Passion and accountability in writing, reading, and critical thinking lead to success.
The English curriculum at ARGS begins with a focus on research and writing. In the Introduction to Literature, Composition, and Research course, 9th graders learn the ins and outs of applied research particularly in relation to Literature and Composition. In addition to learning the process of composition through response journals and writing non-research based essays, students will learn to choose viable topics, follow the steps of successful research, and determine the nature of plagiarism and how to avoid it in its various forms. In addition, they will understand the cross-curricular connotations of applied research as they engage in a co-curricular Mythology project with the History Department.
Focus Area and Department Chairs host monthly seminars to educate freshmen about the ways in which research may be applied in various disciplines. In addition to helping students learn how to write more effectively in myriad styles (narrative, persuasive, comparison), the focus on crosscurricular research will encourage students to hone their research skills, to prepare more effectively for future course work, and to avoid plagiarizing. In addition to laying the groundwork for our research-based, interdisciplinary, four year curriculum, this course also satisfies the Virginia Department of Education Standards of Learning requirements for English 9.
When they turn sixteen, students at ARGS have the option to take College Credit English Courses. These courses meet the demands for John Tyler Community College and the credits are accepted across the nation. Many of our students enroll in college as Sophomores. More importantly, they leave the school prepared for the college realm and/or for other real-world environments.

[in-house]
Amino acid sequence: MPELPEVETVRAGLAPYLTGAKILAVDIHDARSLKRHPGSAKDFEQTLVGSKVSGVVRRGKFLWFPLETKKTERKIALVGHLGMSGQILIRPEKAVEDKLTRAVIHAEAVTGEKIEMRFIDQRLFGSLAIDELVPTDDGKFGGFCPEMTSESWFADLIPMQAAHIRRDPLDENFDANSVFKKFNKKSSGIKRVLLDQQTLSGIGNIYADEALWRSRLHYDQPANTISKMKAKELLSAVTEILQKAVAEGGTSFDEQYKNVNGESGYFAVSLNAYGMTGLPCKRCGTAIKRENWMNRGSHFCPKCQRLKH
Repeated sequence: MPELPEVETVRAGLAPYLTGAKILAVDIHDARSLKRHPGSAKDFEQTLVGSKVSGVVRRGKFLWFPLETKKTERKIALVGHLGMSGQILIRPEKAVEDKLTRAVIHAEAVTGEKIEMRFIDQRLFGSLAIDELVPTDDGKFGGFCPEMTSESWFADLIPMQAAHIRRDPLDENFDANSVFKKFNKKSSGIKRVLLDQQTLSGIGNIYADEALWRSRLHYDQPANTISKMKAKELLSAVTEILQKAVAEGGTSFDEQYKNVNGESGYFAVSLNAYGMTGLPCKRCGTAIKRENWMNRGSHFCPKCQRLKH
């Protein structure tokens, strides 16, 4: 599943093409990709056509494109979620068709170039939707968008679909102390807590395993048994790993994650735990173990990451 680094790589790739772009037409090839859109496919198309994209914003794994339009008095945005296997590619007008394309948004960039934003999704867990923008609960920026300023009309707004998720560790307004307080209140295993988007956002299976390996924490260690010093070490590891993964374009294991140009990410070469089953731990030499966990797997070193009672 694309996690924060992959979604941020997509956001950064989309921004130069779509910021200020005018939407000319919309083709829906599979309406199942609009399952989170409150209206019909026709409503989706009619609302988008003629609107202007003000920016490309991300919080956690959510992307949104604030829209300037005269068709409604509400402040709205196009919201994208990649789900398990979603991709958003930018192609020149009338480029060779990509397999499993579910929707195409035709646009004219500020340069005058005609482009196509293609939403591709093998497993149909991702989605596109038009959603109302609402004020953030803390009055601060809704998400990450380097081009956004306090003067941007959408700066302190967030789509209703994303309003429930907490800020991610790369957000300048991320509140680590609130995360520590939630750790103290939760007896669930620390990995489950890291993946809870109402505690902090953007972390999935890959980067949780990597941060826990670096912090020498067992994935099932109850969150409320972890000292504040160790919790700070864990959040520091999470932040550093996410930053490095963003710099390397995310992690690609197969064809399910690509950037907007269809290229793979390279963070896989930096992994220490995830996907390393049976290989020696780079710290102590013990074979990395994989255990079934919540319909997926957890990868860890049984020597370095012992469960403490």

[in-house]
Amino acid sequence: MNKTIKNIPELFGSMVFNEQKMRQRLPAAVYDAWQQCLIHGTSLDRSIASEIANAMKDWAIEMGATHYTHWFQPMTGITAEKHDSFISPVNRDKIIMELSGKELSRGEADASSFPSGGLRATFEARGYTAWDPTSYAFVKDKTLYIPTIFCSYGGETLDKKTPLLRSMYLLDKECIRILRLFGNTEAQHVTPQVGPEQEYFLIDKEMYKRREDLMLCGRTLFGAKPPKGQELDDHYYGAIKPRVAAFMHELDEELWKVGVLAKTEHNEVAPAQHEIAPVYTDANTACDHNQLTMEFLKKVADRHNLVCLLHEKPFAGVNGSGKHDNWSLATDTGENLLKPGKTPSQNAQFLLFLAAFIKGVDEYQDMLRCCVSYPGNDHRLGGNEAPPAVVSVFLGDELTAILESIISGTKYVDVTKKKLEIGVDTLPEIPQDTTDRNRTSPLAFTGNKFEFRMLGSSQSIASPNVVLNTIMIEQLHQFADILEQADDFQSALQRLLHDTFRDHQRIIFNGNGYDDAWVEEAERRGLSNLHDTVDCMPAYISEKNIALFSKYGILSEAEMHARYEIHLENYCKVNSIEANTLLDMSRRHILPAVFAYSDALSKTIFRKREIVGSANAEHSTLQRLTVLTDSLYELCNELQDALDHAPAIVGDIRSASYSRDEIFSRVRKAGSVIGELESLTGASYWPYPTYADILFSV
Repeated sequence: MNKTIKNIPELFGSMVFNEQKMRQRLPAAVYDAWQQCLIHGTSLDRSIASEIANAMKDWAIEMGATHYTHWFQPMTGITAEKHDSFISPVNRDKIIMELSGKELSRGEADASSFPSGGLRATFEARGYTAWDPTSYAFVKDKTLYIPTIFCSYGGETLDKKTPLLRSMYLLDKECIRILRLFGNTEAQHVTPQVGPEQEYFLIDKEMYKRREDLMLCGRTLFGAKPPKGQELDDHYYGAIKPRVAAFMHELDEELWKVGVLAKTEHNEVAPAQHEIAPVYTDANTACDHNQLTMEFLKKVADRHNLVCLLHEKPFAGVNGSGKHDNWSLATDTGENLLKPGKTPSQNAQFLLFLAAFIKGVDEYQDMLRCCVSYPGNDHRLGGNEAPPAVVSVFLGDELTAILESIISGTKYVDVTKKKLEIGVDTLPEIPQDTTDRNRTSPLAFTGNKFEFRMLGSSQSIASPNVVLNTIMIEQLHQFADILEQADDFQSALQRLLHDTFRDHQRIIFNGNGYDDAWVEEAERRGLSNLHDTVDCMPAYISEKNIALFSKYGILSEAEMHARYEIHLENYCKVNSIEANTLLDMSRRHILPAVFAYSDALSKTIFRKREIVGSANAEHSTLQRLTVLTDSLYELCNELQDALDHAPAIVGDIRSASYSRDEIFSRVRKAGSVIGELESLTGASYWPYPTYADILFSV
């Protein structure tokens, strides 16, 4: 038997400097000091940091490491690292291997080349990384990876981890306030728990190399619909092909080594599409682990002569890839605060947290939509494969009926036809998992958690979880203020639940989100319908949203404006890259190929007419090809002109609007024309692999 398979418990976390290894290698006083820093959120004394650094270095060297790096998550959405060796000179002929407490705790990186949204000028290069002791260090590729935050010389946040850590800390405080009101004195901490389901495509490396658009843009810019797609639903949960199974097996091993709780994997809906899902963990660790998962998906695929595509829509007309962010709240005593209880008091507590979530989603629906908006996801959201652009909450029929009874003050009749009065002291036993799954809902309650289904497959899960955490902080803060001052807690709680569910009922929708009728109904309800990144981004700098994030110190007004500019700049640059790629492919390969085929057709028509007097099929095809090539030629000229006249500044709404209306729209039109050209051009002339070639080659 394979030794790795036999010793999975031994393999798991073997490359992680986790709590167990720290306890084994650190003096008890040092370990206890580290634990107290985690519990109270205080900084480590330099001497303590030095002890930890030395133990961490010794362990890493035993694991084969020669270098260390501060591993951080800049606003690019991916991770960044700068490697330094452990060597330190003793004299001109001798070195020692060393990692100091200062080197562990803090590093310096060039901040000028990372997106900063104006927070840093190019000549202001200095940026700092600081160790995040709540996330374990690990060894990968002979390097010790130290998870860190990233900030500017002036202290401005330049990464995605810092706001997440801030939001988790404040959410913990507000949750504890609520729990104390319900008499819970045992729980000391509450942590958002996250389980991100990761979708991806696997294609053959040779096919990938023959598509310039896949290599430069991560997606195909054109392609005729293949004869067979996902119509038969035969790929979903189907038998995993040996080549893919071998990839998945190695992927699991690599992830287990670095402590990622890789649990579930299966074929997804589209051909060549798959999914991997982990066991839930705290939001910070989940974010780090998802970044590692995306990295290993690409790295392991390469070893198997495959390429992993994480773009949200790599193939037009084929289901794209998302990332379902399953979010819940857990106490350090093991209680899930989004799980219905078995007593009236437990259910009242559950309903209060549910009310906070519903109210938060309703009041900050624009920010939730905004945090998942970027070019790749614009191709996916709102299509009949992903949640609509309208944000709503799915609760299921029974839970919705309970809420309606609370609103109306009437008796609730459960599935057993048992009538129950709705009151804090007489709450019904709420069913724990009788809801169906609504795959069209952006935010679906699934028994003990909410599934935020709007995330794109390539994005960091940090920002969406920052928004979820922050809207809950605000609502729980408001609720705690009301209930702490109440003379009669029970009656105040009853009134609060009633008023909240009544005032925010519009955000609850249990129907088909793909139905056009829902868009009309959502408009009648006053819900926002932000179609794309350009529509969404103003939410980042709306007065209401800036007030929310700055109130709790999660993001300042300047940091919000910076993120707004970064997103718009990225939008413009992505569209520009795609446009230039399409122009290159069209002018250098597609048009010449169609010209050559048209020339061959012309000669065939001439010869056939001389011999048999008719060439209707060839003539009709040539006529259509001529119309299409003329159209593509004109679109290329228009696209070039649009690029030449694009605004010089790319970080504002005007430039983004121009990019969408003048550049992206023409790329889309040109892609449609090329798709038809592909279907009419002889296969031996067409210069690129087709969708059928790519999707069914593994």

The Department celebrates the Italian Renaissance and the Harlem Renaissance in school-wide Festivals.
The majority of our English faculty hold or are seeking advanced degrees and endorsements in gifted education.
The ARGS English Department strives to:
- Provide a firm grounding in the basic genres and movements within U.S., British, and World Literature, so that upon graduation, students are well-read and well versed in critical approaches to literature and composition.
- Foster an advanced proficiency in reading and in analyzing literary texts through exposure to an ever-changing literary canon.
- Provide students with an understanding of the necessity of a supportive, cohesive literary community and to provide what is often the first such community for young writers and readers.
- Support success on standardized tests by teaching analytical thinking, excellence in written communication, and test-taking strategies.
- Inspire an informed passion for literature and for composition in order to produce life-long readers, writers, and critical thinkers.
- Instill an understanding that the most skilled writers are also the most critical and intuitive readers, and to provide ample opportunities for the students to develop and to demonstrate these skills.
- Support all levels of student learning by providing them with the skills needed to complete multifaceted individual and/or group assignments from inception to completion.
- Prepare students to communicate effectively through written, verbal, and non-verbal means in a collegiate and/or other real-world environment.
- Promote and model a working knowledge of current technologies for research and presentation purposes.
- Utilize the inherently interdisciplinary nature of the school through writing and thinking across the curriculum.
LITERARY ARTS & ENGLISH FACULTY
Introduction to Literature, Composition & Research
English 12 CC, Print and On-line Pub. (Lit. Mag.), Senior Project, Poetry II & III, Thematic Studies I, II & III
English 11, Print and On-line Pub. I, II, III, IV (Lit. Mag.), Print and On-line Pub. I, II, III, IV (Yearbook), Poetry I, Creative Writing (Majors)
English 11 CC, Non-Fiction I & II, Creative Writing, Fiction I, II & III